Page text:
Rapid Review: Drive
Obsession with cars seems to be an addiction of mass complexities for the right sort of person. Is it the speed, the need for control, or the fascination that comes from pondering how all those internal parts function to create the perfect machine? Who knows.
The “hero” of Drive (played by Ryan Gosling) is only known as the “Driver”. He is selectively silent, which fits the nature of his precarious world. In a less-conscious film, you would say this is because he lives a “double life”. But the Driver only knows one motivation, and it defines him as much as another man might be defined by his wardrobe or his family line. He is a stunt driver in movies by day, but provides his services as a getaway driver for the criminal underworld at night. It makes perfect sense, really. He asks no questions, and in turn puts up with no demands. He will give you five minutes of pulse-pounding precision that will enable a clean escape. All the criminals have to do is steal stuff.
Drive‘s director (Nicholas Winding Refn) and British screenwriter Hossein Amini have made a movie that combines the best elements of 30s film noir with the brutal mob sagas of the 1970s. It’s a stylish and invigorating movie. You can almost feel its insistent pulse humming underneath the baseline of the action. It’s refreshing to go to an action film and feel genuine anxiety for the characters, even if you know exactly what is going to happen next.
The Driver has a streamlined existence, but (of course) he meets a dame that throws a wrench into the works. This is perhaps pre-destined. The dame in question is Irene, and she is played by Carey Mulligan, whose sweet and angelic face (framed in a golden pixie haircut) hides a woman of equal parts determination and strength, yet also a shocking amount of vulnerability. She’s raising a young son while his father is serving out the last days of a stint in prison.
By the time the convict dad, Standard (Oscar Isaac), finally shows up, the Driver is already sucked into Irene’s orbit. Standard is of course mixed up with all the wrong people; the trail leads back to two powerful men who are way out of his minor minion’s scope of talents. There is a mistake, then there is fallout from several misguided decisions. How a person handles the detours life presents them is very telling; in the case of the Driver, we read the solutions and potential outcomes in the very lines and angles of his face.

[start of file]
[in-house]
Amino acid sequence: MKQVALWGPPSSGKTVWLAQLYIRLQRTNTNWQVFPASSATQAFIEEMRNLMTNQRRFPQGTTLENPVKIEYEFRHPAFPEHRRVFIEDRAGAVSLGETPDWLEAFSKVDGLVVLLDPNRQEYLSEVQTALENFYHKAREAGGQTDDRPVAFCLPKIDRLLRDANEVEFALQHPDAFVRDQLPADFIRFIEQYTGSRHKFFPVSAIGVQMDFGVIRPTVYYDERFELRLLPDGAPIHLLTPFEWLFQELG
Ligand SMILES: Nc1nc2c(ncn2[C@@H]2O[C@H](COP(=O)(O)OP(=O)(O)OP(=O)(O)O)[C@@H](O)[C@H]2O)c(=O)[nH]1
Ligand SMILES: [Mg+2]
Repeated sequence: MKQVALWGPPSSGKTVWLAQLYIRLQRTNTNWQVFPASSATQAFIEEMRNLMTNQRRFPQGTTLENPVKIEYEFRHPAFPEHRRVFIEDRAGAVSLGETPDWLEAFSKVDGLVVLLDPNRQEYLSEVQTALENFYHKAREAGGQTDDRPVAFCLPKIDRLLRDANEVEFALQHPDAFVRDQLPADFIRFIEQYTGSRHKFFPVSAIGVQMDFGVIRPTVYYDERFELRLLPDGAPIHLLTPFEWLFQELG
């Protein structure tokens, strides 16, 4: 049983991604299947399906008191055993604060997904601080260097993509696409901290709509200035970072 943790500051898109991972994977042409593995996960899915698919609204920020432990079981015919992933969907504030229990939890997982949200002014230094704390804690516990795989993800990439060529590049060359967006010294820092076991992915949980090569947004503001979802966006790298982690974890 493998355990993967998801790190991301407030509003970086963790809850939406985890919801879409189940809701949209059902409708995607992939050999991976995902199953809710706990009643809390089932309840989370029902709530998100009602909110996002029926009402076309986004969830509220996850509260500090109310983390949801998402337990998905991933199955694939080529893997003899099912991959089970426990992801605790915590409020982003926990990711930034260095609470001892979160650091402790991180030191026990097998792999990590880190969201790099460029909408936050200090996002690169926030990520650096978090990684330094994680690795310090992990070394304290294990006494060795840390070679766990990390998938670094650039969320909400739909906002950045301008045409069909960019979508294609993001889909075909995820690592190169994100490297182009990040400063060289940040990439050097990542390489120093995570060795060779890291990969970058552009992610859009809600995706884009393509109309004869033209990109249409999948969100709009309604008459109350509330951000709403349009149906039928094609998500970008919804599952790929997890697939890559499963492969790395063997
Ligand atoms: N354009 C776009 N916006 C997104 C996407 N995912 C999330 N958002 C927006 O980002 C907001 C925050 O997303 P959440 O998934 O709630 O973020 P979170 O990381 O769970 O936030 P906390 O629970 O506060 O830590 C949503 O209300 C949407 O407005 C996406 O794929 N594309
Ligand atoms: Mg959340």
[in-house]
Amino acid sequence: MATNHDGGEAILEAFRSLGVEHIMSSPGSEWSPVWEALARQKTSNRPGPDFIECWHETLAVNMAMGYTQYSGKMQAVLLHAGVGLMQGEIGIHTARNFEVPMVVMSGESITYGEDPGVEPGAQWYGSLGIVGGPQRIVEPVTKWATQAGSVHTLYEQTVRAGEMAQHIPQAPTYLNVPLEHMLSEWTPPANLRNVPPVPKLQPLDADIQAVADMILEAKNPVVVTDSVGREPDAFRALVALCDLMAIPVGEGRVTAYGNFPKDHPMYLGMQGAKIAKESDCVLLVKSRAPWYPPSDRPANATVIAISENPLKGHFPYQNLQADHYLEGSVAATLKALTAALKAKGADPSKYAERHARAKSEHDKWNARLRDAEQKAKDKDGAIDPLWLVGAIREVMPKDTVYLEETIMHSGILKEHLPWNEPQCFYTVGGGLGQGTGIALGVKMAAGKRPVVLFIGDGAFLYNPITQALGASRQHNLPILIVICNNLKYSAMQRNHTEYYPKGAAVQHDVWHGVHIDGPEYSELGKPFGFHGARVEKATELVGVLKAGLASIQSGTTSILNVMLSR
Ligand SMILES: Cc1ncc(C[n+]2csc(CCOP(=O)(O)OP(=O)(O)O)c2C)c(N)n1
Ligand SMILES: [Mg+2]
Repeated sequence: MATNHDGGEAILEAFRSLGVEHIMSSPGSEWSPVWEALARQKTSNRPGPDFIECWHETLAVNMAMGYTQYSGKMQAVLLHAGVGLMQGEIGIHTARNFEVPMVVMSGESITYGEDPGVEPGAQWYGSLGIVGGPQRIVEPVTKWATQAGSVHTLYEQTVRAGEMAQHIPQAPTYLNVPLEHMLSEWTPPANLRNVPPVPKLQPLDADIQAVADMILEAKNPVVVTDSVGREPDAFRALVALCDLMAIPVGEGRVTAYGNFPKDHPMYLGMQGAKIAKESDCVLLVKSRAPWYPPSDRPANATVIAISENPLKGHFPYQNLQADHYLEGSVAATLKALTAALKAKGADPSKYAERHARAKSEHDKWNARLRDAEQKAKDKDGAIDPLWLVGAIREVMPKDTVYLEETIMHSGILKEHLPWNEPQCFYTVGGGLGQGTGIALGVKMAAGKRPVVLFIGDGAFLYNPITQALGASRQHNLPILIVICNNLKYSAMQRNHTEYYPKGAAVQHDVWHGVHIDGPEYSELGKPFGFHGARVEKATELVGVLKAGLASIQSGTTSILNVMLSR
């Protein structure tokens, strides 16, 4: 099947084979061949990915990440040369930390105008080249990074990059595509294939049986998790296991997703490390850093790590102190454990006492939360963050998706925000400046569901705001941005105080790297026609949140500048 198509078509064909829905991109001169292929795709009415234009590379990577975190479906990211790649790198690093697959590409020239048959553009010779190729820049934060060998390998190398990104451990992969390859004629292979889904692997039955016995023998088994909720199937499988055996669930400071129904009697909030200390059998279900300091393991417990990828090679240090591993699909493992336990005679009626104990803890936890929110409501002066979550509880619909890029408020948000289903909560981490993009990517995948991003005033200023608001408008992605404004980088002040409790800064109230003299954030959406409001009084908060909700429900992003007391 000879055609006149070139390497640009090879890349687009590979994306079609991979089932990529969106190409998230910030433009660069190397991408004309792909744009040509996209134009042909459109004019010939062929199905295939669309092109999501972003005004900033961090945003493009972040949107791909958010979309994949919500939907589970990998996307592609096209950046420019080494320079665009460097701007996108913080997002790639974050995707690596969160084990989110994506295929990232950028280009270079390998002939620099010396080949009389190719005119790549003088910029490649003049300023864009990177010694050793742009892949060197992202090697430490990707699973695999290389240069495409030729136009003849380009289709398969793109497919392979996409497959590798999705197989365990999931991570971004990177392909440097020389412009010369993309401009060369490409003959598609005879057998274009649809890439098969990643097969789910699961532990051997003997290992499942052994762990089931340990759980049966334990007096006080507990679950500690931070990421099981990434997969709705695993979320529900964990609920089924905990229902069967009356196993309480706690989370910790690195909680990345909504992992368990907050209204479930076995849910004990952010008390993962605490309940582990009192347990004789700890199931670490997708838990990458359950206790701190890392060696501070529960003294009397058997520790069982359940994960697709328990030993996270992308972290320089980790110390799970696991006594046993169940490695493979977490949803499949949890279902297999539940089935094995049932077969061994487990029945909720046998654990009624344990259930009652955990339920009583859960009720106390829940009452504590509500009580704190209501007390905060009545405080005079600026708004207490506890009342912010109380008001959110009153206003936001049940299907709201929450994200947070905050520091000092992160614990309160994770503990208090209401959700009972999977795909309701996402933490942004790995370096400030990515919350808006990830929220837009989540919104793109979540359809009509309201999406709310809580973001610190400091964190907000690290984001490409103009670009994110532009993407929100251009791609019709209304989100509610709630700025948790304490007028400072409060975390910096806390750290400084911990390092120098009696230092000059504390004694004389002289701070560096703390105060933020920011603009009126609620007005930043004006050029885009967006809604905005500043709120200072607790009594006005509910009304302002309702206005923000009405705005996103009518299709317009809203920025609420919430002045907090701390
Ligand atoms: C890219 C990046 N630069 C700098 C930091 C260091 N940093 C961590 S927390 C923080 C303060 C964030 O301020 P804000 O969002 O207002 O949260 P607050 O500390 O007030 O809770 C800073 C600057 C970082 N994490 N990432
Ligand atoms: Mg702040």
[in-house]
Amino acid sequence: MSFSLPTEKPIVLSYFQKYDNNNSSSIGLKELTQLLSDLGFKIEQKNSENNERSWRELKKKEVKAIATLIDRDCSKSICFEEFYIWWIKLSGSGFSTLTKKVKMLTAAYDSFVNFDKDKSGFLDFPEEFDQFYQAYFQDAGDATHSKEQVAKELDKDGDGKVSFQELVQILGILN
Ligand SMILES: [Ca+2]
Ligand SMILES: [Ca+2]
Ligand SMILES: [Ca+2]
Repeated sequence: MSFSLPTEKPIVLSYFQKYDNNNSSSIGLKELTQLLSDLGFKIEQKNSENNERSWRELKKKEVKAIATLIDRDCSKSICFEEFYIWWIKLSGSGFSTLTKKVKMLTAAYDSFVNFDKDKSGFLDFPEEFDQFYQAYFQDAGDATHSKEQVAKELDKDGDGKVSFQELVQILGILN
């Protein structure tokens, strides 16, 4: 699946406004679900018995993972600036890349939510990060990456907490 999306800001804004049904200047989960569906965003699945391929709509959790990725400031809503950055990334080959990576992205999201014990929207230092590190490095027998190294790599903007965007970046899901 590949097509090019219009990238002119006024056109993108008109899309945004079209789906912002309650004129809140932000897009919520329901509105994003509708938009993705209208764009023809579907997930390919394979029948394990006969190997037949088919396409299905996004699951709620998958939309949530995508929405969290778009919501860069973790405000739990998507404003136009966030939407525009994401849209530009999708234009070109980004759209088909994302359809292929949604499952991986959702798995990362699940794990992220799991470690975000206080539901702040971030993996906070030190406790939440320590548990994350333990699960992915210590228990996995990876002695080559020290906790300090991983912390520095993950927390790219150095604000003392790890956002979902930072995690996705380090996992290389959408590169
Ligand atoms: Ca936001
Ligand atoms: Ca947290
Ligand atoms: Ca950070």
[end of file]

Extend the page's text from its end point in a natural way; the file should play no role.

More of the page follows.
Ryan Gosling’s deceptively handsome exterior hides a multitude of talents. Here he is at times mute, at times vulnerable, but always masculine and volatile. The Hollywood machine has had an influence on the Driver; his look and persona are crafted, right down to his signature jacket. The Driver is an average, blue-collar type of guy, but he has a manic edge. That street smart side of his nature allows him to be the ultimate survivor. Still, once he encounters Irene, his sense of fair play and justice conflicts with his natural tendencies. Gosling gives a stunning performance that seamlessly elevates the film from guilty pleasure status.
The cast is brilliant; there’s not an “off” performance in the bunch. Albert Brooks, best known for playing sardonic comedy with ease, here deftly reinvent himself as a smooth and low-talking failed movie producer who has had more success as a shady mafioso. He’s pure genius in the role.
Bryan Cranston, as the Driver’s mentor and some-time boss, is equally engaging. Mad Men‘s Christina Hendricks also has a role as a shady lady mixed up in a world that is entirely out of her depth.
Visually, Drive is equal parts surface cool and underworld brutality. The startling violence of many of the scenes is jarring, but it bounces off the synthesized soundtrack and emotional current of the characters in a strange harmony.
As the Driver races through the streets of L.A. and sets his plans in motion, you begin to live vicariously through him. Being engaged on such a personal level is one of the best compliments a reviewer can give to a film.
Drive is a sublime paradox. It is a movie that belittles an overworked genre, yet surpasses the code of that genre by following the best of its own rules. It works, and it works well.
Overall Grade: A